100FC coach Adannaya Johnson-Nwosu writes of her experience of the 100FC programme and what it means to her.
In the summer of 2019, London, Middlesex and Amateur FAs launched 100FC.
100FC’s purpose is to address The Football Association’s aim to increase ‘the number and diversity of women coaching, refereeing and administering the sport at all levels’ to support and assist the growth of women’s football. It is a free coaching programme, which is funded by Wembley National Stadium Trust. 100 female coaches aged 16+ are provided each year with support through inspirational coaching mentors and tutors such as Emily Hill, Katie Phillipson and David Streetley (AKA Streets), and the opportunity to obtain their Level 1 and 2 coaching badges.
The programme also provides coaching placements at a range of different clubs (from elite development squads to wildcats). 100FC addresses the barriers that many prospective coaches may feel have hindered them – cost and opportunity.
It’s a proactive approach. With Baroness Sue Campbell recently conceding that there is a lack of coaches to adequately support the recent growth in women’s football, this programme is even more important. Coaches are needed to support this properly and encourage a safe and fun environment where learning takes place.
The first time I considered coaching was the 10 September 2018. I know the exact date because I received an email from the secretary of my university football team about a refereeing course. I didn’t take her up on that offer. However, it did make me consider football coaching. Coaching football was one way to share my love of sports and to encourage girls and women, who might have felt apprehensive about being involved, to get involved. As a medical student, being able to encourage participation in sport through coaching was important to me from a public health perspective too.
A quick Google search of coaching courses meant that I parked that idea for another year. Level 1 coaching courses, the most basic coaching qualification in the UK, can cost up to £200 – too expensive for me to justify spending. Additionally, as I have learnt, you do most of your learning as a coach on the pitch and there was no guaranteed coaching placement for me to put into the practice the lessons that I would have learnt on the course.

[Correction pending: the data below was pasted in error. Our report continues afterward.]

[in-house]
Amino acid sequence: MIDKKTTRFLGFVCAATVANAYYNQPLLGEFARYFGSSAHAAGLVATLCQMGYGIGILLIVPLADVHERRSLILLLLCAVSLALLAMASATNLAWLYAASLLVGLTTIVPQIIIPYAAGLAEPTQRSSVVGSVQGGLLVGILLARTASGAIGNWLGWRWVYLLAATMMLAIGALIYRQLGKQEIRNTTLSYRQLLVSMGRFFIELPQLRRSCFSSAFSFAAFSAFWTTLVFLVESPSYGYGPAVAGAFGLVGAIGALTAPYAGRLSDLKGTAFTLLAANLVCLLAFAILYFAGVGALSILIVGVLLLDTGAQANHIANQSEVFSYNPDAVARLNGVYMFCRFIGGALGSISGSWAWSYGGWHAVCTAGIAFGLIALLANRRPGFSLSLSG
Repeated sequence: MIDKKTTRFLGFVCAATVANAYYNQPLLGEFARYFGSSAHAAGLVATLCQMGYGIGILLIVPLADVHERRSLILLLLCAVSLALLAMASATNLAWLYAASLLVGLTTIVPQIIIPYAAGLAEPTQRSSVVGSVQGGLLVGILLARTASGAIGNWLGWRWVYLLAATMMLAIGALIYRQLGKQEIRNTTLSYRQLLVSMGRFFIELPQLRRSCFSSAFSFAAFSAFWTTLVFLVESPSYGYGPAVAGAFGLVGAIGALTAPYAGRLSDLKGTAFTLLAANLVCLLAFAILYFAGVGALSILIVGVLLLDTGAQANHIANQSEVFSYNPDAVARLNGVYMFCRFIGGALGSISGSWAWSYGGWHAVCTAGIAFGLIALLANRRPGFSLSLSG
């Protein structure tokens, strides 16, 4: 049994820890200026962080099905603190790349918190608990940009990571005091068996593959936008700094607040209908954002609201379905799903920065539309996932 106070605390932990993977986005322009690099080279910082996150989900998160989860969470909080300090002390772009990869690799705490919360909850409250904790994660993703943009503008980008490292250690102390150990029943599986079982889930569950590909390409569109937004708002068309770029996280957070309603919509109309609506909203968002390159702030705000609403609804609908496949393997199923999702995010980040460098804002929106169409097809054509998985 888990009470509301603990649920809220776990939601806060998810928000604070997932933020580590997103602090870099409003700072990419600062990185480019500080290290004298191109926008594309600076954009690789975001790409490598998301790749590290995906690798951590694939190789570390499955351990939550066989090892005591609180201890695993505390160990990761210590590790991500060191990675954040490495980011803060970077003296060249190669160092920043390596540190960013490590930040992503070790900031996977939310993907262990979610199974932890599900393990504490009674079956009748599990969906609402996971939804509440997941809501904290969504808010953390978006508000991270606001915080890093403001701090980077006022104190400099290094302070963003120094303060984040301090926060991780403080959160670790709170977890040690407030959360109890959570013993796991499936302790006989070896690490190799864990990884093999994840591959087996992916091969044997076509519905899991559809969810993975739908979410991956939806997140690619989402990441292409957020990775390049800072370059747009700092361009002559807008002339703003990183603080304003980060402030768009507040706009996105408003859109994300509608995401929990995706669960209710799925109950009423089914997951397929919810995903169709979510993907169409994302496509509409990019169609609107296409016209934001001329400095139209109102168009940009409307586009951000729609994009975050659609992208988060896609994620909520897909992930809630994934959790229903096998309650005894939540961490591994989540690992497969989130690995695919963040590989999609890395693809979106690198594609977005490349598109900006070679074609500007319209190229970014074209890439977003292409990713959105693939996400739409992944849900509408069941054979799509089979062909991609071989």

A year later, I found out about 100FC and the rest is history. I’m now nearly five months in and I have a Level 1 certificate, a lot more knowledge than I had in the beginning and a whole lot more learning left to do, which is exciting.
Stepping into my first 100FC session was a bit nerve-wracking. I’m pretty sure I was just on time – the Arsenal hub is tricky to find! The nerves disappeared because I quickly realised everyone was in the same boat. Everyone was new to this and trying to figure it out. The great thing about 100FC is that you figure out how to coach together, with the help of amazing Coach Mentors who teach you about the importance of empowering players. The best thing about 100FC is the community of coaches that you become a part of. It is a diverse community of coaches who help each other out and learn and grow together. It’s a melting pot of people – students, mothers, civil servants, retirees, even Coronation Streets fans! Everyone has different motivations for getting involved. Some people have played football all their lives and want to pass on that love of the sport. Some have never played football and want to try something new. Some people have children who play football at a club and want to help out there. Some people see this as the very start on a long journey to their UEFA pro licence. The power that exists in this diversity manifests itself in different viewpoints and perspectives, which give rise to the creation and exchange of some amazingly creative ideas. Learning in the classroom was pretty fun but starting my placement may have been my favourite part of 100FC.